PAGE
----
PPT on Literary Theory 2 Psychoanalysis

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Psychoanalytic
Criticism
It's all in your head
Psychoanalytic
Approaches to
Literature
(1) Structure of the Mind, Child
Development & Oedipus Complex
(2) Dream and Sexual Symbols
(3) Psychological Diseases
FREUD'S MAIN IDEAS
Freud's couch. Photograph: David Sillitoe guardian.co.uk
First developed as
a psychological
/therapeutic
method by Sigmund
Freud (1856-1939)
in Austria.
http://www.holocaustresearchproject.org/ghettos/freud.html
Three Premises
1. most of the individual's mental processes are
unconscious.
2. all human behavior is motivated ultimately by
what we would call sexuality. The prime psychic
force--libido, or sexual energy.
3. Because of the powerful social taboos attached to
certain sexual impulses, many of our desires and
memories are repressed.
unconscious
--cannot be pointed at; can only be
"diagnosed."
--the reverse of consciousness
Making itself manifest through "gaps"-unintended lapses in memory, slips of
tongue, puns and dreams
Structure of our Psyche
Superego
morality p.
repository of
conscience &
pride
reason and
morality
circumspection
protect society
• Ego
Id
pleasure p.
•reality p
repository of
•Intermediary
libido
instinct and
passion
• protect
self-satisfaction
individual
Child development
oral stage
anal stage
latent period
phallic stage
genital stage
What is happening in this process ... is a gradual
organization of the libidinal drives . . .
Oedipus complex and gendering process
With Oedipus complex starts the process of
socialization
Child development (2)
oral stage
(sucking)
anal stage
(withholding, expulsion)
phallic stage
(castration complex)
latent period
Auto-eroticism
genital stage
puberty
Oedipus complex
(positive and negative
constellation)
Child development (2)
Oedipus complex in Boys
Positive constellation:
identifies with Father, loves
Mother
Negative constellation:
identifies with Mother and
loves Father
Oedipus complex in Girls
loving Mother
loving Father
Loving Father and
identifying with Mother.
Child development (3): Beyond
Freud
Pre-Oedipal
Symbiosis
(Identification
with Mother)
Oedipus
Complex & its
resolution
Transitional Objects
(Object-Relation
Theory)
Key Issues in Freud’s Oedipus
Complex
Recognition of Father’s authority
Development from bi-sexuality to
heterosexuality
The influence of sexuality, parents and
childhood on our personality
Are we born to be destructive and aggressive?
Is sexuality the source of our energy?
Books, Stories, and Plays
Featuring Oedipus Complex
1.
2.
3.
4.
Sons and Lovers by D.H. Lawrence
Hamlet by William Shakespeare
“Araby” by James Joyce
Long Day’s Journey into Night by Eugene
O’Neill
5. Catcher in the Rye by J.D. Salinger
6. Psycho by Alfred Hitchcock
PSYCHOANALITICAL
LITERARY THEORY
is based on the idea that
“the unconscious, like the poem, or novel, or
play, cannot speak directly and
explicitly but does so through
images, symbols, emblems, and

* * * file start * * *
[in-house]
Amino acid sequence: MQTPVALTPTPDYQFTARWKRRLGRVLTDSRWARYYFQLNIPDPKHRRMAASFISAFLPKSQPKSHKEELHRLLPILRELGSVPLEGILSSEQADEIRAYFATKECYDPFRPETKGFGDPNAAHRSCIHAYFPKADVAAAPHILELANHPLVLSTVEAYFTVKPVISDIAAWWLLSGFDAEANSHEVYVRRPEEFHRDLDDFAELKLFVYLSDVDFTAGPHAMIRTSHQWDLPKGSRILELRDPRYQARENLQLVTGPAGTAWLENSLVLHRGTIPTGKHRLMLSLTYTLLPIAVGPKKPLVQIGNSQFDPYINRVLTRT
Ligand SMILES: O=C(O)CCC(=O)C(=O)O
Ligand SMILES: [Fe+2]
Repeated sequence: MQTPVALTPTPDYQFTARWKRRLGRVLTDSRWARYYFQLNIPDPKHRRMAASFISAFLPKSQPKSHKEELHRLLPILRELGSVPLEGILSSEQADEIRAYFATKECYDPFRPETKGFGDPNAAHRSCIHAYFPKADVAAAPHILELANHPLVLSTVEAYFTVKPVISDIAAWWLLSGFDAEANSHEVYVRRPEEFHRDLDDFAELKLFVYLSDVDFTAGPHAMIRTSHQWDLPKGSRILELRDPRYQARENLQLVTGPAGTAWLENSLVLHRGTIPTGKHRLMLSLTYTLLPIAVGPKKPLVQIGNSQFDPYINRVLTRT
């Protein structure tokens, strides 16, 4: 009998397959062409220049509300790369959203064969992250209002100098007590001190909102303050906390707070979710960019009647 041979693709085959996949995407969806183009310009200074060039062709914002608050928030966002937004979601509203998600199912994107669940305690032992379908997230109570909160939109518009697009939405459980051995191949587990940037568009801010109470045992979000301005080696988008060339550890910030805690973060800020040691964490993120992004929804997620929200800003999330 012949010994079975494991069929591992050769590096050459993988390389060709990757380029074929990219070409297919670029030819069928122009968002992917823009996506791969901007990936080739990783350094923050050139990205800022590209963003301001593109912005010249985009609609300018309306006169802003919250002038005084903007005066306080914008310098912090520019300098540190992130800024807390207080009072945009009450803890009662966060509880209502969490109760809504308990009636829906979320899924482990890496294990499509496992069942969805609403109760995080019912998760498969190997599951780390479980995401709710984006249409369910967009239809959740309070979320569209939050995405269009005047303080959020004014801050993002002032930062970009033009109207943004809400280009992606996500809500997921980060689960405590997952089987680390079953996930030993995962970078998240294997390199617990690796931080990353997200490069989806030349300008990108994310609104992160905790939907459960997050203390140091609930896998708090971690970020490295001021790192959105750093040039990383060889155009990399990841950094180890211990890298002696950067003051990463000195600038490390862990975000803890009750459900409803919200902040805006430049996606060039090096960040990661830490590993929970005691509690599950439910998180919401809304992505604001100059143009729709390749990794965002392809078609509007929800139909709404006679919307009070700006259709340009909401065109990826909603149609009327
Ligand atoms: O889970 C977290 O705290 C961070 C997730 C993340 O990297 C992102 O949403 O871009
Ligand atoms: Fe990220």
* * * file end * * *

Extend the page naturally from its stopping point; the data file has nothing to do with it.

metaphors”
(Barry 102).
What Do Psychoanalytic Critics Do?
Look for the “covert” or hidden content beneath the “overt” or surface
content of the text
Pay close attention to the unconscious motives and feelings of either
author or characters
Demonstrate classic psychoanalytic symptoms
in the text (such as oral, anal, and phallic
stages, or the Oedipus complex, etc.)
Analyze literary history as if it is one psyche
Prioritize “psycho-drama” (conflicts between
characters) rather than “social drama”
(historical, political conflicts, etc.)
Main Question:
How do unconscious
desires (of the
author or characters)
shape this literary
work?
[possible] Positives
It focuses on human problems, not just
formal ones
It may be applicable to real life emotional,
mental, or relational situations
It's super fun to read literature and get to
talk about sex and crazy people.
[possible]
Negatives
It is very easy to fake.
It is extremely subjective.
It assumes that all human beings are
driven by repressed, illicit sexual urges
and is, therefore, a very negative view
of human nature.
IT'S ALL IN YOUR
HEAD
IT'S ALL
ABOUT SEX
Two Questions
I. A professor of mine once said: “The
better a poet is, the more likely you are to
be able to discover his/her intention; that
is, the one single meaning of the poem.”
Is this a valid measure of literary quality?
II. Would you like using this “objective”
approach to understanding poetry, or do
you prefer a more “subjective” approach?
Sources
Barry, Peter. Beginning Theory: An Introduction to Literary and
Cultural Theory. 2nd edition. NY: Manchester UP, 2002.
Bressler, Charles E. Literary Criticism: An Introduction to Theory and
Practice. 4th ed. Upper Saddle River, NJ: Pearson Prentice Hall,
2007.
Eliot, T. S. “Hamlet” in Eliot: Poems and Prose. NY,
Knopf/Everymanm 1998. 131-140.
- - - . “The Metaphysical Poets” (1921) in The Norton Anthology of
Theory and Criticism. 1098-1105.
- - - . “Tradition and the Individual Talent” (1919) in Criticism:
Major Statements. 404-410.
Kaplan, Charles and William Davis Anderson, eds. Criticism: Major
Statements. 4th edition. Boston, Bedford/St. Martin’s, 2000.
Leitch, Vincent B., gen. ed. The Norton Anthology of Theory and
Criticism. NY: Norton, 2001.
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